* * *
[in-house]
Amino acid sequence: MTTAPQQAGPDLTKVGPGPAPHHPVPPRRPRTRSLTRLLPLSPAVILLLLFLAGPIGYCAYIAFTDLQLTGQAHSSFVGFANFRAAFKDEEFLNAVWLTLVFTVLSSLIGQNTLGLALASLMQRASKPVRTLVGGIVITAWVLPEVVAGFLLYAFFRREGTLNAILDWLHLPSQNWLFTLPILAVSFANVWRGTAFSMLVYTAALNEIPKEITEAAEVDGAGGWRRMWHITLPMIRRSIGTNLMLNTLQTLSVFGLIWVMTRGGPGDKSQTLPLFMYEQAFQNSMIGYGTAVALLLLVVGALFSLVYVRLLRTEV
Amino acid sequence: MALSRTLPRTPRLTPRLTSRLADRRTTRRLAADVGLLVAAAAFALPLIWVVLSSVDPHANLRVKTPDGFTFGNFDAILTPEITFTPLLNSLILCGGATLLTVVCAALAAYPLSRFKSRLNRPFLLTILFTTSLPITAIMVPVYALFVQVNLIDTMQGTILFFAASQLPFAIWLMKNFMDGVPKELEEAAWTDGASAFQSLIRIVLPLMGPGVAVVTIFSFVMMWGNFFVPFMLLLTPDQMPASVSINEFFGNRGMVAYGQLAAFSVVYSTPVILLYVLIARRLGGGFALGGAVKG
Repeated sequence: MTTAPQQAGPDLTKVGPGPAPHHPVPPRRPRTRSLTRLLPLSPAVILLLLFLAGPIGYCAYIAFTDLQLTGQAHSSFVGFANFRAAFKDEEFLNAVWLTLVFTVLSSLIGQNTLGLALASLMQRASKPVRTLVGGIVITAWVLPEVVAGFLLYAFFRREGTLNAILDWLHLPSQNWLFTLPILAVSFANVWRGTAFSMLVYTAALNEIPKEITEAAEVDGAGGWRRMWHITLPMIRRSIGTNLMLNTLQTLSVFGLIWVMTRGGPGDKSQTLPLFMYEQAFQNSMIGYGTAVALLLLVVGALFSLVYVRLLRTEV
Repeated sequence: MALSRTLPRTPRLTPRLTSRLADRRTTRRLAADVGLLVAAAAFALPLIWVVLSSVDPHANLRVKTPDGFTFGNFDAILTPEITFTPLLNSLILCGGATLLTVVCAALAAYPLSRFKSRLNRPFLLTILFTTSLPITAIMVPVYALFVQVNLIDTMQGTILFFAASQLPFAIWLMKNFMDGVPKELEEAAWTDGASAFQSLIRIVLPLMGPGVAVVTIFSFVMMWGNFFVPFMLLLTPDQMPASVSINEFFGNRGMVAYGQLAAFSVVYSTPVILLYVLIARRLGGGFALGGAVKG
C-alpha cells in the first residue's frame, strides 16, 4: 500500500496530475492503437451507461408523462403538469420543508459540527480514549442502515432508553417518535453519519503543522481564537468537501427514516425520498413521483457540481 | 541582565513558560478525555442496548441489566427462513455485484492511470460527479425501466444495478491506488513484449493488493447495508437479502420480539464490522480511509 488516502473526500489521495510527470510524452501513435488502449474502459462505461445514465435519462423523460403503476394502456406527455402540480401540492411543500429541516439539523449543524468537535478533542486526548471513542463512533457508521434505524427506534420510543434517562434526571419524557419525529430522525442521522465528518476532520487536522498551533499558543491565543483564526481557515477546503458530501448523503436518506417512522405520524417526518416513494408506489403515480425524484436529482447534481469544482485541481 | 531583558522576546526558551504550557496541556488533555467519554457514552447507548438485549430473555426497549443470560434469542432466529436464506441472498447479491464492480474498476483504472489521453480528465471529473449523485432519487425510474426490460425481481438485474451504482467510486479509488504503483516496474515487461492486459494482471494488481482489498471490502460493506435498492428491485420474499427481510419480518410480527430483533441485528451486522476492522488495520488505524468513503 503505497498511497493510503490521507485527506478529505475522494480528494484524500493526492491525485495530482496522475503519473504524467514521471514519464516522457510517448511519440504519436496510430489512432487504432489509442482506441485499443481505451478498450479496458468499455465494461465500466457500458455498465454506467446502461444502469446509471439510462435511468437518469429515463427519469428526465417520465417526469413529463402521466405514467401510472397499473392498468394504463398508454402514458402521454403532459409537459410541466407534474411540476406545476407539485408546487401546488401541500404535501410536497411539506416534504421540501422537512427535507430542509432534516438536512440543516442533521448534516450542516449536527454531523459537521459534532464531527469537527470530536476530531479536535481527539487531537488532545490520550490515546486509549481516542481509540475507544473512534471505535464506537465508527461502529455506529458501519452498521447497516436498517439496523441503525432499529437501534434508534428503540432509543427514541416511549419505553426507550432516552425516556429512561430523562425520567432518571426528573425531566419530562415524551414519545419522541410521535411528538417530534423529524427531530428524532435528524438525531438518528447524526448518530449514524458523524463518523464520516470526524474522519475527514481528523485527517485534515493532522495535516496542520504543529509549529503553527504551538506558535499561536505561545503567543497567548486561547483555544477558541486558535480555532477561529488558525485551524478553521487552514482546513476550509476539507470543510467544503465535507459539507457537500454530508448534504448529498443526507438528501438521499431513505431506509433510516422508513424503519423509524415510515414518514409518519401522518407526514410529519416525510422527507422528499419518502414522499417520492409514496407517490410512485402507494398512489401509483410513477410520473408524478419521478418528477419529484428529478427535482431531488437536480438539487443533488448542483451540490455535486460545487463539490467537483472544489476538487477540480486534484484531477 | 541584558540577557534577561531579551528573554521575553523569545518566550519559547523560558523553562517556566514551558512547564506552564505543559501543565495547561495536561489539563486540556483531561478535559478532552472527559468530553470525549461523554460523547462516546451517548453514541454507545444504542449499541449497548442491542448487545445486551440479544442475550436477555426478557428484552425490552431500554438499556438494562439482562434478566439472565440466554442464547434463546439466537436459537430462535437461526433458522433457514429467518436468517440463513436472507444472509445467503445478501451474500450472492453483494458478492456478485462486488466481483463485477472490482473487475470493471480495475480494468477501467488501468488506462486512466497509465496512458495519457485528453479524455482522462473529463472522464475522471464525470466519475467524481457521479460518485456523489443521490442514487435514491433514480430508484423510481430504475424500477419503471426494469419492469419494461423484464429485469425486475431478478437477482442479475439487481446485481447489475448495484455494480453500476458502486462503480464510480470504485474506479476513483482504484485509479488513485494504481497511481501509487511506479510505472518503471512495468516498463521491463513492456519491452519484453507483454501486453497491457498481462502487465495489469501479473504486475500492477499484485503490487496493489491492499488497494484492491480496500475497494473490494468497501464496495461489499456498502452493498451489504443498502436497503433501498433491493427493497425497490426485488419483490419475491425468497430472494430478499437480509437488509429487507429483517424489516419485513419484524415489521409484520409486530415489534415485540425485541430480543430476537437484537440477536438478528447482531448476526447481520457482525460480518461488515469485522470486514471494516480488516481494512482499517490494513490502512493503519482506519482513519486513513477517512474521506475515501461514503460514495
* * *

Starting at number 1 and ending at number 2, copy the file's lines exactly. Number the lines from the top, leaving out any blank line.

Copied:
[in-house]
Amino acid sequence: MTTAPQQAGPDLTKVGPGPAPHHPVPPRRPRTRSLTRLLPLSPAVILLLLFLAGPIGYCAYIAFTDLQLTGQAHSSFVGFANFRAAFKDEEFLNAVWLTLVFTVLSSLIGQNTLGLALASLMQRASKPVRTLVGGIVITAWVLPEVVAGFLLYAFFRREGTLNAILDWLHLPSQNWLFTLPILAVSFANVWRGTAFSMLVYTAALNEIPKEITEAAEVDGAGGWRRMWHITLPMIRRSIGTNLMLNTLQTLSVFGLIWVMTRGGPGDKSQTLPLFMYEQAFQNSMIGYGTAVALLLLVVGALFSLVYVRLLRTEV